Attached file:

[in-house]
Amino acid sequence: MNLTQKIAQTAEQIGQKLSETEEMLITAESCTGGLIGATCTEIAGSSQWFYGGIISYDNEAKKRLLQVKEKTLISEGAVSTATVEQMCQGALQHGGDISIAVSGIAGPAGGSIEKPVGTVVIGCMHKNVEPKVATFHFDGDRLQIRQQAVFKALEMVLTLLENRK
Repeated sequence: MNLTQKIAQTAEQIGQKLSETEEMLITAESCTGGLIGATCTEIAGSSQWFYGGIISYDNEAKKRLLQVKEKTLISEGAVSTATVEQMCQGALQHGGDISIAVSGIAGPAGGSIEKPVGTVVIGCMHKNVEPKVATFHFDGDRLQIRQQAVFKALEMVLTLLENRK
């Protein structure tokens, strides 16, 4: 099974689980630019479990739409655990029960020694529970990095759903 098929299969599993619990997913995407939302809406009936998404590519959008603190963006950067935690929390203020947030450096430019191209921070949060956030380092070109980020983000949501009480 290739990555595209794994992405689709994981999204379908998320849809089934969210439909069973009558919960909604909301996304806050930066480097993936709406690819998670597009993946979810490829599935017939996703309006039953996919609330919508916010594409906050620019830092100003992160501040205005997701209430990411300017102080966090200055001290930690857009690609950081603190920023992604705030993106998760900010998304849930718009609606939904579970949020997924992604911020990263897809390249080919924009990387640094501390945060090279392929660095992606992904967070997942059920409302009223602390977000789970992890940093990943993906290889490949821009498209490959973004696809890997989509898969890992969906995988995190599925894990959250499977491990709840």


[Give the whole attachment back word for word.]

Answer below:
[in-house]
Amino acid sequence: MNLTQKIAQTAEQIGQKLSETEEMLITAESCTGGLIGATCTEIAGSSQWFYGGIISYDNEAKKRLLQVKEKTLISEGAVSTATVEQMCQGALQHGGDISIAVSGIAGPAGGSIEKPVGTVVIGCMHKNVEPKVATFHFDGDRLQIRQQAVFKALEMVLTLLENRK
Repeated sequence: MNLTQKIAQTAEQIGQKLSETEEMLITAESCTGGLIGATCTEIAGSSQWFYGGIISYDNEAKKRLLQVKEKTLISEGAVSTATVEQMCQGALQHGGDISIAVSGIAGPAGGSIEKPVGTVVIGCMHKNVEPKVATFHFDGDRLQIRQQAVFKALEMVLTLLENRK
């Protein structure tokens, strides 16, 4: 099974689980630019479990739409655990029960020694529970990095759903 098929299969599993619990997913995407939302809406009936998404590519959008603190963006950067935690929390203020947030450096430019191209921070949060956030380092070109980020983000949501009480 290739990555595209794994992405689709994981999204379908998320849809089934969210439909069973009558919960909604909301996304806050930066480097993936709406690819998670597009993946979810490829599935017939996703309006039953996919609330919508916010594409906050620019830092100003992160501040205005997701209430990411300017102080966090200055001290930690857009690609950081603190920023992604705030993106998760900010998304849930718009609606939904579970949020997924992604911020990263897809390249080919924009990387640094501390945060090279392929660095992606992904967070997942059920409302009223602390977000789970992890940093990943993906290889490949821009498209490959973004696809890997989509898969890992969906995988995190599925894990959250499977491990709840």